This article is more than 5 years old.

The National Diversity in Libraries Conference 2016

The National Diversity in Libraries Conference (NDLC ’16), co-sponsored by the UCLA Library and the Association of Research Libraries (ARL), was held on the UCLA campus on August 10 – 13, 2016. This was the second NDLC, the first occurred in 2010, and in 2013, the UCLA Library agreed to host this event with the theme “Bridges to Inclusion”. Monesha and I are hopeful that the success of this NDLC will encourage ARL to hold another one soon!

For this Professional Development blog post on the conference, Monesha and I have decided to collaborate rather than post twice. Additionally, the ZSR Staff Development Committee has arranged for Monesha and I to host a discussion about the conference on Wednesday, September 28th from 10-11am in ZSR Library room 204. Please join us if you are interested!

NDLC from Monesha

The National Diversity in Libraries conference at UCLA was everything I expected and much more. Never had I experienced such passion about any topic at any conference ever! From the beginning our opening keynote speaker Lakota Harden had attendees in tears as she spoke from her heart not her head. Lakota’s experiences with injustices pertaining to her family’s homeland opened my mind and made me think how this relates to me and ZSR. The answer was easy. It’s everything. Every individual has a story and somehow we have to find a way to make our stories co-exist and we have to be open to listen to someone else’s story. My personal experiences and the things happening in my community are passionate to me and as Lakota said, “Don’t take it personal when I’m raging.” We have to have those uncomfortable conversations and create dialogue in order to bring forward awareness and create change. Diversity is not just the color of your skin. Privilege is not just man versus woman. It is much deeper and there are so many layers that we as a community have to be willing to get uncomfortable and start to build those bridges to inclusion which was the theme of this year’s conference. I attended sessions on Thursday and Friday on multiple topics including “Being the bridge”, “Recruiting and retaining a diverse workforce,” and “Do we walk the walk, or just talk the talk?” Every session was interesting and made me think about what we are doing at ZSR and what we think we’re doing. It was a shock to me to find so many libraries and schools that don’t support diversity training.There are many schools that have a diversity committee only as a check box and don’t take the committee seriously at all. On many occasions I was proud to be a member of the ZSR family and was able to offer suggestions to staff members struggling just to get acknowledgement that there was a problem. Hu and I will be having a more in depth conversation about our takeaways from the conference at our talk on September 28th at 10am in room 204.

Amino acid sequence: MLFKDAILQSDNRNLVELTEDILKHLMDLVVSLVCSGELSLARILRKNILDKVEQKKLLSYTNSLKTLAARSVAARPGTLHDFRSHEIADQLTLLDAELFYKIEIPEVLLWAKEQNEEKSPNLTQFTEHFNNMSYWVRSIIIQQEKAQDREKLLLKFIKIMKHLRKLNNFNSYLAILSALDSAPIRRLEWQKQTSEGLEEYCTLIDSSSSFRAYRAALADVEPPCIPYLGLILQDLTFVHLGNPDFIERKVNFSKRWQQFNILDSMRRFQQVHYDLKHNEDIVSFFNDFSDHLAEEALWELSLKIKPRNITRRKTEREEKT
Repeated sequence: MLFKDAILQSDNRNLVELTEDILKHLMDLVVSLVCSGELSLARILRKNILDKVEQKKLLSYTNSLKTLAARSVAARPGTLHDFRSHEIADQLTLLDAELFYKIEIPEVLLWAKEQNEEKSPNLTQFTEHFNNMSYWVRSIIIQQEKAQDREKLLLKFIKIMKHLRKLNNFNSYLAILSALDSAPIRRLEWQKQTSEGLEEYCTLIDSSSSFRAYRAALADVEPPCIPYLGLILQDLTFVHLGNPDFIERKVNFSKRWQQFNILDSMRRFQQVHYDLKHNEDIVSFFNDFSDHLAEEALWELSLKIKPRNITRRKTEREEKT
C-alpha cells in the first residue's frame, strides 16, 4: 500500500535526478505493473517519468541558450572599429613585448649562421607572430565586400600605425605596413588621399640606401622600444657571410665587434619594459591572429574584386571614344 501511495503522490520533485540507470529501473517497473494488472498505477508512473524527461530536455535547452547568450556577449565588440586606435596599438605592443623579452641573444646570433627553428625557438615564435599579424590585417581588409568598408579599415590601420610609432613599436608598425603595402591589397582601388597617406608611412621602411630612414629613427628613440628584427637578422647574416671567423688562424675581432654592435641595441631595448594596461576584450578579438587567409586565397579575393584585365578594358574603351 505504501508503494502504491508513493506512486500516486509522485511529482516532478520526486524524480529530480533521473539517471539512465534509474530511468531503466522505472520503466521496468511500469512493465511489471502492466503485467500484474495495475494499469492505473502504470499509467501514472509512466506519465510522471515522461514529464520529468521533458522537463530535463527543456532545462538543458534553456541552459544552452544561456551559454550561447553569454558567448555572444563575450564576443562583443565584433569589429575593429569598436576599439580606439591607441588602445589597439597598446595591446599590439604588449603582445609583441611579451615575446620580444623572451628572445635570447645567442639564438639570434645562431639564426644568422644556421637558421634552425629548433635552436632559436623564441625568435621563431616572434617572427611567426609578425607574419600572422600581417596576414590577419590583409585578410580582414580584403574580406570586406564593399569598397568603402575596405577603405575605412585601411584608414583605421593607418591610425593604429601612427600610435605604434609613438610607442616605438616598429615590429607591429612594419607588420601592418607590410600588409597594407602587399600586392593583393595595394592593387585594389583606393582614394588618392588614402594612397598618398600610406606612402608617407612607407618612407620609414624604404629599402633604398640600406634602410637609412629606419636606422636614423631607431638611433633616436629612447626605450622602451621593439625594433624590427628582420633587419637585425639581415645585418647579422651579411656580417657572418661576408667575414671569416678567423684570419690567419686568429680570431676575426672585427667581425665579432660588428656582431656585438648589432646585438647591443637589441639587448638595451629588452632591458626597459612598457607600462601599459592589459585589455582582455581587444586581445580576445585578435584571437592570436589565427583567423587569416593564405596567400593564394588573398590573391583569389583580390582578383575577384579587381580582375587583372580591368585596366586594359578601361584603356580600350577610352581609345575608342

NDLC from Hu

After the challenges of getting from LAX to UCLA, I was happy to settle into a residence hall room and head to the Wednesday night opening reception at the Powell Library. After seeing people I knew, like Mary Horton, and meeting new people, I was ready to head back the residence hall, grab dinner in the cafeteria and get a good night’s sleep. I mention the accommodations, because UCLA was an amazing place, and with all the conference participants in such close proximity, we had many informal opportunities to gather and talk in places like the cafeteria and the wonderful outdoor gathering spots.

Thursday began with an excellent keynote by Lakota Harden, orator, activist, community organizer, workshop facilitator, radio host and poet. She led off with the fact that while she was happy to be there with us, she really wanted to be protesting at construction site for the Dakota Access Pipeline. She closed her keynote with this powerful video addressing the effects of historical trauma in tribal communities. Thursday and Friday were packed with sessions, ranging from “Making the Invisible Visible: Diversity, Dialogue and Multicultural Awareness Through Digital Projects” with Erin White, Norda Majekodunmi, Yemisi Dina, and Alice Campbell, to “Recruiting and Retaining a Diverse Workforce: Challenges and Opportunities” with Jade Alburo, Cheryl Beredo, Tessa Dover, April Hathcock, and Mark A. Puente.

Wanda and I had prepared a presentation entitled “Scaling Up: The Next Level of Diversity and Inclusion Training” in which we talked about ZSR’s New Student Assistant bootcamp, and the module on “Serving Diverse Populations” within that training. Commitments at WSSU prevented Wanda from attending, and I was sorry she didn’t get to experience the positive reaction to our presentation.

I’ll stop here because April Hathcock does a much better job than I can do of summarizing the conference! Monesha and I are looking forward to our presentation on September 28th where we can further discuss this amazing experience!